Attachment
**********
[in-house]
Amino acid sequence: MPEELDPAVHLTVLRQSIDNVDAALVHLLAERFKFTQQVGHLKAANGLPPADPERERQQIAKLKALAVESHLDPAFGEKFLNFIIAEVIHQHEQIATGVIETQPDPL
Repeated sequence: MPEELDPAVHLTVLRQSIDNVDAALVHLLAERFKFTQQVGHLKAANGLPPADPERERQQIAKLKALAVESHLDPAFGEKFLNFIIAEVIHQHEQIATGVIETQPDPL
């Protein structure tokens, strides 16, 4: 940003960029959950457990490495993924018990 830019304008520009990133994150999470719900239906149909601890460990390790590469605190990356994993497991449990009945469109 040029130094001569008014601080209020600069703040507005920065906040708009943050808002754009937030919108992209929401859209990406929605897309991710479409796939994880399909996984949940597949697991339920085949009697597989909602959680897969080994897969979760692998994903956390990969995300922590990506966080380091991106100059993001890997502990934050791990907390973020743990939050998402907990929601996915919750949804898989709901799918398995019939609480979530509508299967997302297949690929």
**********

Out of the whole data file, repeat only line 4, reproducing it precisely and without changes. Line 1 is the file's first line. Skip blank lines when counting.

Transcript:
């Protein structure tokens, strides 16, 4: 940003960029959950457990490495993924018990 830019304008520009990133994150999470719900239906149909601890460990390790590469605190990356994993497991449990009945469109 040029130094001569008014601080209020600069703040507005920065906040708009943050808002754009937030919108992209929401859209990406929605897309991710479409796939994880399909996984949940597949697991339920085949009697597989909602959680897969080994897969979760692998994903956390990969995300922590990506966080380091991106100059993001890997502990934050791990907390973020743990939050998402907990929601996915919750949804898989709901799918398995019939609480979530509508299967997302297949690929």